There is No Reason to Gender Sex Toys Part 1: Completely Unnecessary

Me explaining prostate stimulation to college students… because someone’s got to do it.

One of my favorite pieces of feedback I have ever gotten after teaching came from a student in a class I taught during the University of Tennessee’s Sex Week in 2017. The class was called Playtime: Using Toys in Your Sex Life (I didn’t name it, I would have gone more fun) and the student mentioned how trans-inclusive my language was. What made me proud of this was, well, obviously the fact that my class succeeded in being inclusive but also, that I had created a class that felt inclusive without doing any of the awkward language things that frequently happen when we strive for inclusivity. I never said anything awkward like “for vulva havers” or “if your partner is someone without a prostate” or any of what I’ve come to think of clunky inclusive language. In fact, I basically made my class welcoming to everybody not by adding language but by stripping away the superfluous descriptors that make things exclusionary.

The fact of the matter is there is absolutely no reason that it is necessary to use gendered language when discussing sex toys (for example calling them “sex toys for women” or “male sex toys” ) and, in fact, there are several huge downsides to the practice. First off, it is alienating to your customers. a lot of folks insist that the gendered language is there to guide the consumer (more on that in a minute) but really, all it’s doing is propagating the (hugely flawed) idea that gender = genitals.

In my years of touring sex shops and advising adult retail businesses, I’ve heard more than my fair share of arguments about how customers would be “confused” if they didn’t see labels like “women’s sex toys” and “men’s sex toys” in a shop or on a site and I’ve never, for one second, bought it. First off, I think it sells customers short: if people could figure out how to order a grande half-caf skinny vanilla soy latte, they can figure out your shop without you having to alienate everyone who is not cisgender. Secondly, it misses out on a huge opportunity to educate and create sex toy savvy consumers. How?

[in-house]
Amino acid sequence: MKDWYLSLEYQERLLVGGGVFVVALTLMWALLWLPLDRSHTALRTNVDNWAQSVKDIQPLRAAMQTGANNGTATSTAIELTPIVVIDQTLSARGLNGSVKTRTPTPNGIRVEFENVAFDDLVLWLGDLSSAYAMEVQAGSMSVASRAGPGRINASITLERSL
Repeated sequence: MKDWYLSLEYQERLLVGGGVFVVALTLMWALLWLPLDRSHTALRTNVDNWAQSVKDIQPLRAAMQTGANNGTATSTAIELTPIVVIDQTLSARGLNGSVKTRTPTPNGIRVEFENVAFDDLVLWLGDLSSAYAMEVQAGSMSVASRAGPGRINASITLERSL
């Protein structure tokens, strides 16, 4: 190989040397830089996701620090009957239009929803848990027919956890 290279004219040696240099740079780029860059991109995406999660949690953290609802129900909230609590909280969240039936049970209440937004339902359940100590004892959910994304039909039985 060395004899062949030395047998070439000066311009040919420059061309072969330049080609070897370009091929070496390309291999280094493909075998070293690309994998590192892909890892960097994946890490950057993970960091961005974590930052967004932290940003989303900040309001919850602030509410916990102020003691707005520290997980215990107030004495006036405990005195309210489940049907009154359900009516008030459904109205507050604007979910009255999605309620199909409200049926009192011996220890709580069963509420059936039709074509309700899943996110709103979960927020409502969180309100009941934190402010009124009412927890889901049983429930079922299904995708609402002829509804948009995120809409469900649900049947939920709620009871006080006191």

Tons of sex toys, not a single one has a gender

None of these have genders, but they all have uses!

Well first off, it keeps minds closed by encouraging folks to grab for the nearest toy that “fits” their gender rather than digging deeper to learn what things do. Instead of offering options based on what a toy accomplishes. Shunting someone over to the “women’s” toy section sends the message “these are the toys that work for you based on your gender” while offering them sections for internal stimulation and external stimulation or g-spot, clitoral, or prostate stimulation allows them to focus in based on what they know they like or what they are curious about. Further, the practice of gendering toys closes the mind, making it harder to see what products might give you pleasure. If a toy is in the “women’s” section, your clients who identify in any other way get the message that that toys isn’t for them and, in turn, miss out on the pleasure they could get from that product. All because it seemed “easy” to divide up products by gender. There’s seriously no good reason to do this.

Now that we’ve established that there gendering sex toys is completely unnecessary, you may be wondering what to do instead. Well, we’re getting there! I’m going to offer you suggestions to help you not only talk about sex toys without gendered language but to do it well. Come back next week for “There is No Reason to Gender Sex Toys Part 2: No it won’t sound ‘weird’, ‘awkward’ or ‘confusing’” See you then, folks!


This post was sponsored by Bellesa. All opinions are my own.

Get my book The Monster Under The Bed: Sex, Depression, and the Conversations we Aren't Having!

Source link